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Transitional home opens Dec. 6 after completely renovating building

It was once a dilapidated building, with much of its upstairs floor simply used as storage, but on Dec. 6 the building will make its transformation official, having a grand opening and begin helping less fortunate Rowan County women residents turn their lives around.

The Gateway Freedom Center, located at 1315 North Main Street, will serve as a transitional home for locals either down on their luck or trying to alter their lives for the better. It’s been well over a year since work first began, but the center will finally have its grand opening on Dec. 6, with 16 bed spaces to serve as temporary homes as its women participate in the center’s programs.

The center will also have GED classes clothing bank and food pantry.

It’s grand opening will be 10 a.m. to 3 p.m. on Dec. 6 at the center. The opening will include a ceremony, food, religious service and dedication to individuals that have helped to transform the center.

Kathy White, the center’s director, said everything inside the building, including floors, contractors’ work, furniture and electronics came in the form of donations.

She’s already seen positive results from the center’s support group meetings, even though it’s not officially open. The support group meetings have been from 6:30 to 7:30 every Thursday. During one recent meeting, she said the center ran out of table space during its weekly meetings because of the large amount of people that attended.

“People’s lives have changed tremendously from those meetings,” White said. “We’ve had women who walked passed the Gateway who were prostituting on the street, hailing cars down and are no longer doing that and people who were on drugs and are no longer on drugs.”

Once the center opens officially, White says she hopes the change will be even greater, on a larger scale.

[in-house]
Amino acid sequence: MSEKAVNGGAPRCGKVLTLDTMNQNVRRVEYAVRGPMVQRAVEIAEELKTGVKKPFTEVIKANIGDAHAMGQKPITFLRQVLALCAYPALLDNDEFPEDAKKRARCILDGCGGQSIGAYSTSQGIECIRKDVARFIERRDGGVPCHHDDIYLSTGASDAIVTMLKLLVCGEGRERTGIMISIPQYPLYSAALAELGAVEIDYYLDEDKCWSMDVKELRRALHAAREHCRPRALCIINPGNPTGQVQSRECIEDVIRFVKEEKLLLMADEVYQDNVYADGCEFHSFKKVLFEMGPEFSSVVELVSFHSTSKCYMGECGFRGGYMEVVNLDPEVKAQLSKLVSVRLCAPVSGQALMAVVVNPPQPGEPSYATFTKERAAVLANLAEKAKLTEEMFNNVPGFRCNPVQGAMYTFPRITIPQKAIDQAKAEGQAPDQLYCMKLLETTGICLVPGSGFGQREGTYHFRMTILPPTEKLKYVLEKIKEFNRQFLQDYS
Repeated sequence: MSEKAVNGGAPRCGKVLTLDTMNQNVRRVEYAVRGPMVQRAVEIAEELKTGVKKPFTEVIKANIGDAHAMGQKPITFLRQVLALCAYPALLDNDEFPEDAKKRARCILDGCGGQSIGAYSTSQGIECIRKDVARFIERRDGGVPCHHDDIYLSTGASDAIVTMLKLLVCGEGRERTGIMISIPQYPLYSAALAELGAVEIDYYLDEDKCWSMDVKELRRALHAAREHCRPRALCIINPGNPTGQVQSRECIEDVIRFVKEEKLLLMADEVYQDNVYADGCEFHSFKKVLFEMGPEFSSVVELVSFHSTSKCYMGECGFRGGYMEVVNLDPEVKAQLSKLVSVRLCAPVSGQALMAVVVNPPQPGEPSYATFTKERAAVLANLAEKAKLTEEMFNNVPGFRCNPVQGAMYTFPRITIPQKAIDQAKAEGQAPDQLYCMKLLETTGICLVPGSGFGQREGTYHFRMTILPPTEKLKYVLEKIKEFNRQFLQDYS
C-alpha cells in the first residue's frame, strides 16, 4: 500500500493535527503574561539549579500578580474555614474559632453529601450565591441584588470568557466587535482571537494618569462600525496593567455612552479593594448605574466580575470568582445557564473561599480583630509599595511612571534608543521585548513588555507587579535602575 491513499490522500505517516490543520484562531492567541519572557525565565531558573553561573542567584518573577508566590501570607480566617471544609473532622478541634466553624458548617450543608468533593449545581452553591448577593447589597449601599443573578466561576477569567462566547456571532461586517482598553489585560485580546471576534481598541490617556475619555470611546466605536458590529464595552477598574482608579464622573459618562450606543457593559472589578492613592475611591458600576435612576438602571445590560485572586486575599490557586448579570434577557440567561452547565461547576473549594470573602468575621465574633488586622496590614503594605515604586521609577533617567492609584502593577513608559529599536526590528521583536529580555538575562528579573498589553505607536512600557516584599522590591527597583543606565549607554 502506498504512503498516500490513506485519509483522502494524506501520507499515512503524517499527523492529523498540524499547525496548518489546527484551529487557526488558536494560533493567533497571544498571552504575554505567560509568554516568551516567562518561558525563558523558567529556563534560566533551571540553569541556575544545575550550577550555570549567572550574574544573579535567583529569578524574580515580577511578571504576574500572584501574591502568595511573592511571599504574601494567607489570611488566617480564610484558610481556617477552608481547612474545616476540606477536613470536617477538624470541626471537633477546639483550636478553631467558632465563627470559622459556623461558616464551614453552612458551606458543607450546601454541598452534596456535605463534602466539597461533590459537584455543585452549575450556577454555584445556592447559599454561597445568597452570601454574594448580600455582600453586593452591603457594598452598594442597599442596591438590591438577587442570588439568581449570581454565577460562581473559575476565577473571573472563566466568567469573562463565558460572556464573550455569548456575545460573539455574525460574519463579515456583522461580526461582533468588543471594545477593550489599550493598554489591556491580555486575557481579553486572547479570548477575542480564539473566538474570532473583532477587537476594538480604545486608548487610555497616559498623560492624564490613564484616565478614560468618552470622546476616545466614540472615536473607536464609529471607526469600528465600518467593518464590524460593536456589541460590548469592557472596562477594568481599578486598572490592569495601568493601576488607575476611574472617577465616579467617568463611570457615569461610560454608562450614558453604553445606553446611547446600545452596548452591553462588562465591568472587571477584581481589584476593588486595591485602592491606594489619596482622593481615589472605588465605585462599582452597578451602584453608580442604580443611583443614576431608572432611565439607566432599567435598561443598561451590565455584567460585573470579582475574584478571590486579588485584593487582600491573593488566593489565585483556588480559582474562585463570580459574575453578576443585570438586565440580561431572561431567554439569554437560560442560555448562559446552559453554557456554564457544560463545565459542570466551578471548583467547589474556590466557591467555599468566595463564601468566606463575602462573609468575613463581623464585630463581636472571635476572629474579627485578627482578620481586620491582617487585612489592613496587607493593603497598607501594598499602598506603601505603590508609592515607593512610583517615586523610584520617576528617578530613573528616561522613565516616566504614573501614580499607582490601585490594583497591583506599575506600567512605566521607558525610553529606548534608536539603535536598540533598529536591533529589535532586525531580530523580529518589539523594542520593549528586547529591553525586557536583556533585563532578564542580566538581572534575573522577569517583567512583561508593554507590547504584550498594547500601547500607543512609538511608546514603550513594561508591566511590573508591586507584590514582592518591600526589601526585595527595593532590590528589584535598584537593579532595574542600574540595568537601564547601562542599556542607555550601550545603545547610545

“I hope things change in our Salisbury overall — lives changed, families changed, communities changed,” she said. “The classes are more so to find out what happened in their lives and how to restructure their lives and how to reach their goals.”

The Gateway Center already has a waiting list for it’s bed spaces, but White said people can participate in some of its programs without actually staying in the center.

When it opens, she said the center will offer three different programs — three months, six months and one year — that coincide with an initial assessment.Each of the programs will focus on helping make change in the participants own lives.

“A pathway to a brighter future is our motto,” she said. “We have to find out what is your purpose in life and what are your goals. What are you trying to achieve?”

The Gateway Freedom Center’s goal is largely a reflection of the transformation made in the building. White has a thick stack of before and after pictures. The before pictures show rooms with crumbling ceilings, chipped and peeling paint and unfinished floors. Now, the building has beds, carpet, hardwood floors, kitchen appliances and fixtures just like any house or apartment.

“We’ve been working on this building for a year and nine months,” she said. “The whole building has been restored and there’s been hundreds of thousands of dollars donated to make this possible.”

Contact reporter Josh Bergeron at 704-797-4246






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